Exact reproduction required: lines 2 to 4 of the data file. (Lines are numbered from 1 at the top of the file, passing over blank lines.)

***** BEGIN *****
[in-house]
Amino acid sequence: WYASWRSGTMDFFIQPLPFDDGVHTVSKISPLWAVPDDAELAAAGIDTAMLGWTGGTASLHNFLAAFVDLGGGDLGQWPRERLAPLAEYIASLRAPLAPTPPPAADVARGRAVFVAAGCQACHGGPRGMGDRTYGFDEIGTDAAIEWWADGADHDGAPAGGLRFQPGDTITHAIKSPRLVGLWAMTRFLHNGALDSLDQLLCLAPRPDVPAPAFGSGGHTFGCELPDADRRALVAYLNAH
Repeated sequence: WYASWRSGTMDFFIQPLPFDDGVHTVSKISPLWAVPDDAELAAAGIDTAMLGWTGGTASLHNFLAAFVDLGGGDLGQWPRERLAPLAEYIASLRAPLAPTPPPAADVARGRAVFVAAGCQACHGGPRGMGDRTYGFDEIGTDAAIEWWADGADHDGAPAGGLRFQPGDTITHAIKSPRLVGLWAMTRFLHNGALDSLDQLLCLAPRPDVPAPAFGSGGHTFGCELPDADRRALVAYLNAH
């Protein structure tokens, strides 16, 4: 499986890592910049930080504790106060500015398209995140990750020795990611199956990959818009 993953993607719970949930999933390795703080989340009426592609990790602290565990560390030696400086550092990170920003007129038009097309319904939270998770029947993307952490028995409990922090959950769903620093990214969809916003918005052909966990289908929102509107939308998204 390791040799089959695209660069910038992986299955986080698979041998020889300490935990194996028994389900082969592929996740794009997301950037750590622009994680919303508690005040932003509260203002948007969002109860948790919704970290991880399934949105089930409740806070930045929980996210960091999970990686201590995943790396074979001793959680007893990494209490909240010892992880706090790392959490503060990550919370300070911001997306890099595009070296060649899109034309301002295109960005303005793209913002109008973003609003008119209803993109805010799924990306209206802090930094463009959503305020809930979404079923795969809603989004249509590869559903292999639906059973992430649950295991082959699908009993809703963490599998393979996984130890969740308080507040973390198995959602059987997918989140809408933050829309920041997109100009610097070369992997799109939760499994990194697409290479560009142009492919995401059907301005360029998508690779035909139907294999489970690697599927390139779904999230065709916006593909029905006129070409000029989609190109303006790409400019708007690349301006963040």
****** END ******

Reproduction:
Amino acid sequence: WYASWRSGTMDFFIQPLPFDDGVHTVSKISPLWAVPDDAELAAAGIDTAMLGWTGGTASLHNFLAAFVDLGGGDLGQWPRERLAPLAEYIASLRAPLAPTPPPAADVARGRAVFVAAGCQACHGGPRGMGDRTYGFDEIGTDAAIEWWADGADHDGAPAGGLRFQPGDTITHAIKSPRLVGLWAMTRFLHNGALDSLDQLLCLAPRPDVPAPAFGSGGHTFGCELPDADRRALVAYLNAH
Repeated sequence: WYASWRSGTMDFFIQPLPFDDGVHTVSKISPLWAVPDDAELAAAGIDTAMLGWTGGTASLHNFLAAFVDLGGGDLGQWPRERLAPLAEYIASLRAPLAPTPPPAADVARGRAVFVAAGCQACHGGPRGMGDRTYGFDEIGTDAAIEWWADGADHDGAPAGGLRFQPGDTITHAIKSPRLVGLWAMTRFLHNGALDSLDQLLCLAPRPDVPAPAFGSGGHTFGCELPDADRRALVAYLNAH
């Protein structure tokens, strides 16, 4: 499986890592910049930080504790106060500015398209995140990750020795990611199956990959818009 993953993607719970949930999933390795703080989340009426592609990790602290565990560390030696400086550092990170920003007129038009097309319904939270998770029947993307952490028995409990922090959950769903620093990214969809916003918005052909966990289908929102509107939308998204 390791040799089959695209660069910038992986299955986080698979041998020889300490935990194996028994389900082969592929996740794009997301950037750590622009994680919303508690005040932003509260203002948007969002109860948790919704970290991880399934949105089930409740806070930045929980996210960091999970990686201590995943790396074979001793959680007893990494209490909240010892992880706090790392959490503060990550919370300070911001997306890099595009070296060649899109034309301002295109960005303005793209913002109008973003609003008119209803993109805010799924990306209206802090930094463009959503305020809930979404079923795969809603989004249509590869559903292999639906059973992430649950295991082959699908009993809703963490599998393979996984130890969740308080507040973390198995959602059987997918989140809408933050829309920041997109100009610097070369992997799109939760499994990194697409290479560009142009492919995401059907301005360029998508690779035909139907294999489970690697599927390139779904999230065709916006593909029905006129070409000029989609190109303006790409400019708007690349301006963040």